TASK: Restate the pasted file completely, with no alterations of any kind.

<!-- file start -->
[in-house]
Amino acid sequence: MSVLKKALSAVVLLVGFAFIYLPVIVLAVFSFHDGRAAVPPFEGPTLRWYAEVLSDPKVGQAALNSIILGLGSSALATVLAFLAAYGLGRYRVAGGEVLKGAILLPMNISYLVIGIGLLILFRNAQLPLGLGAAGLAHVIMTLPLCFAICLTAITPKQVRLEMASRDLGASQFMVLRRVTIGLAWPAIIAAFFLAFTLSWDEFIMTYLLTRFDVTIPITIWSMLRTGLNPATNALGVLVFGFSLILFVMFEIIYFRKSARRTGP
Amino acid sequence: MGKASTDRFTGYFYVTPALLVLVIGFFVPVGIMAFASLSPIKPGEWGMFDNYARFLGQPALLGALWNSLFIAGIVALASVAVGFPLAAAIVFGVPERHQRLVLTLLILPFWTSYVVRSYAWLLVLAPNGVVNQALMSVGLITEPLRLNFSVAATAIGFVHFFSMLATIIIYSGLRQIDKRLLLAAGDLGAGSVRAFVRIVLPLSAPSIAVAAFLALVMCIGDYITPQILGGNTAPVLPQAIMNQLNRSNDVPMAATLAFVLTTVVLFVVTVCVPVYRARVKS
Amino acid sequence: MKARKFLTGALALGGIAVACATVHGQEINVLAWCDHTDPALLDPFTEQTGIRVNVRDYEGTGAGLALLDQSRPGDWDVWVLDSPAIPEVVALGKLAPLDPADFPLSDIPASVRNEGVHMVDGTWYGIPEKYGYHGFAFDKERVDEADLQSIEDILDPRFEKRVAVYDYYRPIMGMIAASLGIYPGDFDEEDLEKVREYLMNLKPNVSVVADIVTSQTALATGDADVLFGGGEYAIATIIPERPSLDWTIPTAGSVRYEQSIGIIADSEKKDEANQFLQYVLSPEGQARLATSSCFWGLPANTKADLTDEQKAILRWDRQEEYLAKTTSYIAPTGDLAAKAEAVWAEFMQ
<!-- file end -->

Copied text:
[in-house]
Amino acid sequence: MSVLKKALSAVVLLVGFAFIYLPVIVLAVFSFHDGRAAVPPFEGPTLRWYAEVLSDPKVGQAALNSIILGLGSSALATVLAFLAAYGLGRYRVAGGEVLKGAILLPMNISYLVIGIGLLILFRNAQLPLGLGAAGLAHVIMTLPLCFAICLTAITPKQVRLEMASRDLGASQFMVLRRVTIGLAWPAIIAAFFLAFTLSWDEFIMTYLLTRFDVTIPITIWSMLRTGLNPATNALGVLVFGFSLILFVMFEIIYFRKSARRTGP
Amino acid sequence: MGKASTDRFTGYFYVTPALLVLVIGFFVPVGIMAFASLSPIKPGEWGMFDNYARFLGQPALLGALWNSLFIAGIVALASVAVGFPLAAAIVFGVPERHQRLVLTLLILPFWTSYVVRSYAWLLVLAPNGVVNQALMSVGLITEPLRLNFSVAATAIGFVHFFSMLATIIIYSGLRQIDKRLLLAAGDLGAGSVRAFVRIVLPLSAPSIAVAAFLALVMCIGDYITPQILGGNTAPVLPQAIMNQLNRSNDVPMAATLAFVLTTVVLFVVTVCVPVYRARVKS
Amino acid sequence: MKARKFLTGALALGGIAVACATVHGQEINVLAWCDHTDPALLDPFTEQTGIRVNVRDYEGTGAGLALLDQSRPGDWDVWVLDSPAIPEVVALGKLAPLDPADFPLSDIPASVRNEGVHMVDGTWYGIPEKYGYHGFAFDKERVDEADLQSIEDILDPRFEKRVAVYDYYRPIMGMIAASLGIYPGDFDEEDLEKVREYLMNLKPNVSVVADIVTSQTALATGDADVLFGGGEYAIATIIPERPSLDWTIPTAGSVRYEQSIGIIADSEKKDEANQFLQYVLSPEGQARLATSSCFWGLPANTKADLTDEQKAILRWDRQEEYLAKTTSYIAPTGDLAAKAEAVWAEFMQ